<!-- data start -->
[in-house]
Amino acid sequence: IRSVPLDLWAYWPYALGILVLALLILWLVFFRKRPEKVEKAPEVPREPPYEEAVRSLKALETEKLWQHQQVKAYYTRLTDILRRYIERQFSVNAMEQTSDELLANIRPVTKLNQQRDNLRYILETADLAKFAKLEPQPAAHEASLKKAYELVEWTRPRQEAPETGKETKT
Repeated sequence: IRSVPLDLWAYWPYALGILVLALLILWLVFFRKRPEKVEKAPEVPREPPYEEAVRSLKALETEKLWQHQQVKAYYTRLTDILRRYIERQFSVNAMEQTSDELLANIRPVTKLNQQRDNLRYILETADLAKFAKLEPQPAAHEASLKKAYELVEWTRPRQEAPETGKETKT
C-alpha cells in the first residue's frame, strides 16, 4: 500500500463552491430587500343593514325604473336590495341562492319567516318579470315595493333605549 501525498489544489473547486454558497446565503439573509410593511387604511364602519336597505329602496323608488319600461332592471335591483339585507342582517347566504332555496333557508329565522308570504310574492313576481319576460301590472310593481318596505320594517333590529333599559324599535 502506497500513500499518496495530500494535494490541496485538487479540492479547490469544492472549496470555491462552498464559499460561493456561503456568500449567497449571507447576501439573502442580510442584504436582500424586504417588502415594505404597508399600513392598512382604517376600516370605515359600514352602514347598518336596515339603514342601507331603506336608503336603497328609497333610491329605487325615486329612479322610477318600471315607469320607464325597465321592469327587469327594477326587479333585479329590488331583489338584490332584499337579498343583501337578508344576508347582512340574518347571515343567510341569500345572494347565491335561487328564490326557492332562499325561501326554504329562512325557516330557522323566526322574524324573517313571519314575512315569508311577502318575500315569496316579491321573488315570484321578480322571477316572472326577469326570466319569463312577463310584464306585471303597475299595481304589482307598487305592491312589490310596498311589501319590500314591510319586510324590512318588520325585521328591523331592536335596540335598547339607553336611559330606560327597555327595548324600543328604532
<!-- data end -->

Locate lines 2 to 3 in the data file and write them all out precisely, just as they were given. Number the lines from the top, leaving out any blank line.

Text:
Amino acid sequence: IRSVPLDLWAYWPYALGILVLALLILWLVFFRKRPEKVEKAPEVPREPPYEEAVRSLKALETEKLWQHQQVKAYYTRLTDILRRYIERQFSVNAMEQTSDELLANIRPVTKLNQQRDNLRYILETADLAKFAKLEPQPAAHEASLKKAYELVEWTRPRQEAPETGKETKT
Repeated sequence: IRSVPLDLWAYWPYALGILVLALLILWLVFFRKRPEKVEKAPEVPREPPYEEAVRSLKALETEKLWQHQQVKAYYTRLTDILRRYIERQFSVNAMEQTSDELLANIRPVTKLNQQRDNLRYILETADLAKFAKLEPQPAAHEASLKKAYELVEWTRPRQEAPETGKETKT